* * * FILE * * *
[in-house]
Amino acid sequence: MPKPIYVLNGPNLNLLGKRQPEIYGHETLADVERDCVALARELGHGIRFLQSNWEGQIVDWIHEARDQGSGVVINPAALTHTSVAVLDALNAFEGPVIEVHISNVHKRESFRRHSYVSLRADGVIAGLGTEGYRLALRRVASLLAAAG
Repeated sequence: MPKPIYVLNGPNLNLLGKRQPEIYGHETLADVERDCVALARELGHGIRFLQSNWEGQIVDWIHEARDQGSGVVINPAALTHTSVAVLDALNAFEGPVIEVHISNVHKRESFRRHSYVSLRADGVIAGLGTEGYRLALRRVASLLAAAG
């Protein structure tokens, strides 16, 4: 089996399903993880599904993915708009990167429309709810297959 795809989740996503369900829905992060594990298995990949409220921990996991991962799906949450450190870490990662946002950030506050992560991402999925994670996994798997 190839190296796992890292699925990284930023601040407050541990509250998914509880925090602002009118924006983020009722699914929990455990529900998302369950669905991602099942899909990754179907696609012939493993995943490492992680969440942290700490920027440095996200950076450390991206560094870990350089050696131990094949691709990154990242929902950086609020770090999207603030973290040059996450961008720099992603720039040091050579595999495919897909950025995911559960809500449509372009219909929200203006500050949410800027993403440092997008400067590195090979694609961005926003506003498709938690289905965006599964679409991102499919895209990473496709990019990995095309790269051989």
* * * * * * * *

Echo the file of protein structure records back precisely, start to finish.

[in-house]
Amino acid sequence: MPKPIYVLNGPNLNLLGKRQPEIYGHETLADVERDCVALARELGHGIRFLQSNWEGQIVDWIHEARDQGSGVVINPAALTHTSVAVLDALNAFEGPVIEVHISNVHKRESFRRHSYVSLRADGVIAGLGTEGYRLALRRVASLLAAAG
Repeated sequence: MPKPIYVLNGPNLNLLGKRQPEIYGHETLADVERDCVALARELGHGIRFLQSNWEGQIVDWIHEARDQGSGVVINPAALTHTSVAVLDALNAFEGPVIEVHISNVHKRESFRRHSYVSLRADGVIAGLGTEGYRLALRRVASLLAAAG
């Protein structure tokens, strides 16, 4: 089996399903993880599904993915708009990167429309709810297959 795809989740996503369900829905992060594990298995990949409220921990996991991962799906949450450190870490990662946002950030506050992560991402999925994670996994798997 190839190296796992890292699925990284930023601040407050541990509250998914509880925090602002009118924006983020009722699914929990455990529900998302369950669905991602099942899909990754179907696609012939493993995943490492992680969440942290700490920027440095996200950076450390991206560094870990350089050696131990094949691709990154990242929902950086609020770090999207603030973290040059996450961008720099992603720039040091050579595999495919897909950025995911559960809500449509372009219909929200203006500050949410800027993403440092997008400067590195090979694609961005926003506003498709938690289905965006599964679409991102499919895209990473496709990019990995095309790269051989």